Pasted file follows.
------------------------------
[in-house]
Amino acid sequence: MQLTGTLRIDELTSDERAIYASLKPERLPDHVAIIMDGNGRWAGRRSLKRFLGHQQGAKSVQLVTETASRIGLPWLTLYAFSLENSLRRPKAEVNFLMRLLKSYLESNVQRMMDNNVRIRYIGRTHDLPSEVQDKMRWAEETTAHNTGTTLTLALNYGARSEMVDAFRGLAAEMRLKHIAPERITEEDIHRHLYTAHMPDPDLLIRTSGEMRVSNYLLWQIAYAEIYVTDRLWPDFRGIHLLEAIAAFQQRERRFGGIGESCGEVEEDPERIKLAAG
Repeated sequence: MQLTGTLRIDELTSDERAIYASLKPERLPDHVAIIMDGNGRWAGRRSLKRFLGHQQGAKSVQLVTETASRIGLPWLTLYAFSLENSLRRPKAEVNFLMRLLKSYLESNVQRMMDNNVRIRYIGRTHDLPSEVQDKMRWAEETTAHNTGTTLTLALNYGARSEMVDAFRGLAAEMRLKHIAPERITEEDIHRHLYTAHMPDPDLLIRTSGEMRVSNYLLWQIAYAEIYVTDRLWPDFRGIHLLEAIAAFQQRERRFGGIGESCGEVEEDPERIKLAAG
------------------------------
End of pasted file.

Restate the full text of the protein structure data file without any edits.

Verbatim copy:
[in-house]
Amino acid sequence: MQLTGTLRIDELTSDERAIYASLKPERLPDHVAIIMDGNGRWAGRRSLKRFLGHQQGAKSVQLVTETASRIGLPWLTLYAFSLENSLRRPKAEVNFLMRLLKSYLESNVQRMMDNNVRIRYIGRTHDLPSEVQDKMRWAEETTAHNTGTTLTLALNYGARSEMVDAFRGLAAEMRLKHIAPERITEEDIHRHLYTAHMPDPDLLIRTSGEMRVSNYLLWQIAYAEIYVTDRLWPDFRGIHLLEAIAAFQQRERRFGGIGESCGEVEEDPERIKLAAG
Repeated sequence: MQLTGTLRIDELTSDERAIYASLKPERLPDHVAIIMDGNGRWAGRRSLKRFLGHQQGAKSVQLVTETASRIGLPWLTLYAFSLENSLRRPKAEVNFLMRLLKSYLESNVQRMMDNNVRIRYIGRTHDLPSEVQDKMRWAEETTAHNTGTTLTLALNYGARSEMVDAFRGLAAEMRLKHIAPERITEEDIHRHLYTAHMPDPDLLIRTSGEMRVSNYLLWQIAYAEIYVTDRLWPDFRGIHLLEAIAAFQQRERRFGGIGESCGEVEEDPERIKLAAG